NEW YORK (
) -- What's happening in small business today?
1. Business owners turn pessimistic in post-election environment.
Small-business owners as a group are now the most pessimistic they have been since the third quarter of 2010, according to the latest
Wells Fargo/Gallup Small Business Index
The index fell 28 points to negative 11 in the survey conducted Nov. 12-16, including business owner concerns about their future financial situation, cash flow, capital spending and hiring over the next 12 months.
"This is an eye-opening drop in optimism and shows the level of caution that exists among small-business owners today," said Marc Bernstein, head of small business for Wells Fargo. "Business owners who navigated through the Great Recession now face more uncharted territory created by ongoing uncertainty in Washington. These owners know that potential federal government spending cuts and tax changes can create a ripple effect, hitting the pocketbooks of consumers and reducing spending that could hit small businesses hard."
Wells Fargo, together with Gallup, surveys small-business owners quarterly across the nation to gauge their perceptions of the past 12 months and expectations over the next year in six key areas: financial situation, cash flow, revenues, capital spending allocation, hiring and credit availability.
The findings include:
- About one in five small-business owners expects to lower the number of jobs at their company over the next 12 months -- the largest amount since the inception of the index in 2003.
- Despite improvements in consumer spending over the past few months, 44% of business owners said their revenues have decreased a little or a lot in the past 12 months, up from 38% in July. Looking ahead 12 months, 29% expect lower revenues, up 11 points from the prior reading and the highest percentage since the second quarter of 2009.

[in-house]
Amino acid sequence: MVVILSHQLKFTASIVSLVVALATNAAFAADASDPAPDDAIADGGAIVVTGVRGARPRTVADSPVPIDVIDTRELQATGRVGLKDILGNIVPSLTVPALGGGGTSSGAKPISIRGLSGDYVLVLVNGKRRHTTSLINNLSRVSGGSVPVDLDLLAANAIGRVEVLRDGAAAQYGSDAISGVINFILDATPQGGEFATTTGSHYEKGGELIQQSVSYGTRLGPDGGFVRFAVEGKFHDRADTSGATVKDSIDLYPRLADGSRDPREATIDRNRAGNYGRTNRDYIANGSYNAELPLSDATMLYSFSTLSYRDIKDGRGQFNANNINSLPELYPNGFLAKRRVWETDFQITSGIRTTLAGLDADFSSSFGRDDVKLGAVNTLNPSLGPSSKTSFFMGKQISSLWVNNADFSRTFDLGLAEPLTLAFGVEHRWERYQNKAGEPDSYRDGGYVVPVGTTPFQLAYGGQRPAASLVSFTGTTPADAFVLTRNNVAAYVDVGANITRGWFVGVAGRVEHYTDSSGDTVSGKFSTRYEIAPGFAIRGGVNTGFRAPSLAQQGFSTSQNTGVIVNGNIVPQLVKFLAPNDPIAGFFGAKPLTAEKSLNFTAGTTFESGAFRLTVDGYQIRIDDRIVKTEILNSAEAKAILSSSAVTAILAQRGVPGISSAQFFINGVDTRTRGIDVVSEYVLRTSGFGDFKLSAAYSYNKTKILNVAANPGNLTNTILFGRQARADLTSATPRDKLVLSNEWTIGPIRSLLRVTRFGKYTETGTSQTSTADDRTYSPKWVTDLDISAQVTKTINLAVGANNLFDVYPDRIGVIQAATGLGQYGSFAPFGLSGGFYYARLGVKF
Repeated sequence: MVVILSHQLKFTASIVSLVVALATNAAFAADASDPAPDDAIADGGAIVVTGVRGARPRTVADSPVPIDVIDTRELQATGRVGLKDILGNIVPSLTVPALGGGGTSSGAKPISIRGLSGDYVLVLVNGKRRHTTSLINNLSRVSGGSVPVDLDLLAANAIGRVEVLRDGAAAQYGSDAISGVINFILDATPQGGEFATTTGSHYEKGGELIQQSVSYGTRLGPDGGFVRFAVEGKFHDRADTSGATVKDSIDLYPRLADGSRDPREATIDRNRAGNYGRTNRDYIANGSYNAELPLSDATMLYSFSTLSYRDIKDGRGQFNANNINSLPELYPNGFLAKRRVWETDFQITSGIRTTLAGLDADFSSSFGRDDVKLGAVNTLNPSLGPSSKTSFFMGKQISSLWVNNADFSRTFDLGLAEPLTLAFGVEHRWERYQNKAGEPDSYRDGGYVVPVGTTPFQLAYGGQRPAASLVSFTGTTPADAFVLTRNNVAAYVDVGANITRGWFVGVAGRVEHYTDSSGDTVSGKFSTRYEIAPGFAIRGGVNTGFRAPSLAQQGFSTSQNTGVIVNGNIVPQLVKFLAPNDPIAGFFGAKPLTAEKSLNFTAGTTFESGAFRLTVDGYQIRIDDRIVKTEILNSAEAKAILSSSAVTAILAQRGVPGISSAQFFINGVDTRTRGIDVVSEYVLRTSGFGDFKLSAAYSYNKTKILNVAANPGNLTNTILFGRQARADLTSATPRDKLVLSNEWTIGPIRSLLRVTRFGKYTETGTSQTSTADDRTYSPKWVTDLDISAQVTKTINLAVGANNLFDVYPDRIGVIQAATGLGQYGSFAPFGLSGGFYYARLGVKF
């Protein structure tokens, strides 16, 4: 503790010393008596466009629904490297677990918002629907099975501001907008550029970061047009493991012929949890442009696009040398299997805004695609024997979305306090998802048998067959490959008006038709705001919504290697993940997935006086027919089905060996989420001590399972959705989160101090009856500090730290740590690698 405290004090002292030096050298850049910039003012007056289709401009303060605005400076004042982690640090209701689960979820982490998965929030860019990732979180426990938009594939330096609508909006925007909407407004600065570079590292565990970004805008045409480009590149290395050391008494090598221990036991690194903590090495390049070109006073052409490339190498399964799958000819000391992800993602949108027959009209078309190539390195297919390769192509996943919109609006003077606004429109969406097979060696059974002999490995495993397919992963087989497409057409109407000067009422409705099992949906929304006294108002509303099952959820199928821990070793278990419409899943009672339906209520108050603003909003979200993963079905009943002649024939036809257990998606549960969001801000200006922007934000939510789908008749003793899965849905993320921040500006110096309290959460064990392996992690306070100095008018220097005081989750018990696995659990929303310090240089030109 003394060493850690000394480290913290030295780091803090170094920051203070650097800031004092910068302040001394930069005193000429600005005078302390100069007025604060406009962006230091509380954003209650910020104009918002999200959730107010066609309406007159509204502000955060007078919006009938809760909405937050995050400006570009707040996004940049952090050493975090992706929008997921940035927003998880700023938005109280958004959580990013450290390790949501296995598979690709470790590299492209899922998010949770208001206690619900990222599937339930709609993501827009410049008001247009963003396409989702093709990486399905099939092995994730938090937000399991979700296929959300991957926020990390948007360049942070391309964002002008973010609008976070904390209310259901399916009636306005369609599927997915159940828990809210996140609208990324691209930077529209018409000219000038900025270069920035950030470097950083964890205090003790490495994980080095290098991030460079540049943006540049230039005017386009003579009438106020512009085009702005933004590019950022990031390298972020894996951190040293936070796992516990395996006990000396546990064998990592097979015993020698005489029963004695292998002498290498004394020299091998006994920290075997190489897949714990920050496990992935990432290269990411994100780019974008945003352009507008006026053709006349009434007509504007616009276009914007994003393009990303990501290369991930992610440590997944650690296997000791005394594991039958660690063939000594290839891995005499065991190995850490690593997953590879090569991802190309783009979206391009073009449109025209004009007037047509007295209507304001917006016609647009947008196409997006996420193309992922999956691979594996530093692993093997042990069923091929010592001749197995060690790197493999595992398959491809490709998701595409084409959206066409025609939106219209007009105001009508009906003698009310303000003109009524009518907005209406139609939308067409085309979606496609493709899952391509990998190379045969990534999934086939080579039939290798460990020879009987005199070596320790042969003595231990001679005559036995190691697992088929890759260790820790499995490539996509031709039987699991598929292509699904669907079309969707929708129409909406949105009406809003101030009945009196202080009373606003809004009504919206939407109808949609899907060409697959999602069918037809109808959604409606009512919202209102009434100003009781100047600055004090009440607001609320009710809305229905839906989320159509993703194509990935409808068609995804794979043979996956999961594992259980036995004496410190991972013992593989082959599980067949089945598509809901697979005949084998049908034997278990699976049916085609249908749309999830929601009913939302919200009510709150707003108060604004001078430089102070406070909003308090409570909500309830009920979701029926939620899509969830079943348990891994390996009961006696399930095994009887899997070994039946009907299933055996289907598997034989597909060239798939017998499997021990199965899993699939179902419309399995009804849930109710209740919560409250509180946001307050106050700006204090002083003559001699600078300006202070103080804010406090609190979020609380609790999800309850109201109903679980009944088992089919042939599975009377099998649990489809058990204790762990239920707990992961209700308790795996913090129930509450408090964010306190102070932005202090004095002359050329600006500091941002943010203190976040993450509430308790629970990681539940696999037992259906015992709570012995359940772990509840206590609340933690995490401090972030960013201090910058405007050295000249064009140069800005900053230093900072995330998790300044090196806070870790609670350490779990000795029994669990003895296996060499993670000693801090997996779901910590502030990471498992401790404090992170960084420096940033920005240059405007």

- One in three small-business owners expects to lower capital spending in the next 12 months. Additionally, 40% reported decreased capital spending over the past 12 months.
- The number of business owners expecting to be in a "poor" financial position over the next 12 months rose to 28%, while the percentage expecting "poor" cash flow increased to 30% -- both at their highest level since the index began in 2003.
2. Lessons from Small Business Saturday.
Sunday Steinkirchner, owner of
contributor, shares her experience with using
Small Business Saturday promotion to her advantage. Steinkirchner admits that last year's attempt to push the promotion failed because they were mimicking a larger retailer's Black Friday event, which doesn't work with a specialized small business. This year the business took a more calculated approach and with that came a 400% increase in sales. That's huge for a specialized small business like B&B Rare Books.
Steinkirchner writes that some things that other businesses should consider when taking advantage of a promotion like Small Business Saturday is their target customer (should it be new customers or existing customers?), a well-thought-out delivery of advertising, including social media and networking with other retailers and the community at large. But small businesses should also "try something new" and "try some variety" when it comes to selling your products on Small Business Saturday, she writes.
3. What can Forrest Gump teach us about leadership?
The epic movie
can teach business owners a lot about branding and perseverance. One of the strongest lessons business owners can take from the movie was the scene in which Gump began his cross country therapeutic run. Along the way, followers joined him, numbering in the thousands by the time he was finished. So what can you learn from this scene?
"Forrest started running for a simple reason. The reason was deeply personal and pushed him to cross the country multiple times. Forrest didn't care who ran with him. He just ran. Everyone was allowed to join. Along the way, he became a celebrity but he didn't notice. He was focused on his passion. The celebrity drew others to his band of followers, but it didn't change Forrest's course," according to a blog post this week on
The blogger offered several more lessons business owners can learn from Forrest Gump's example of a simple genius.
-- Written by Laurie Kulikowski in New York.
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Disclosure: TheStreet's editorial policy prohibits staff editors, reporters and analysts from holding positions in any individual stocks.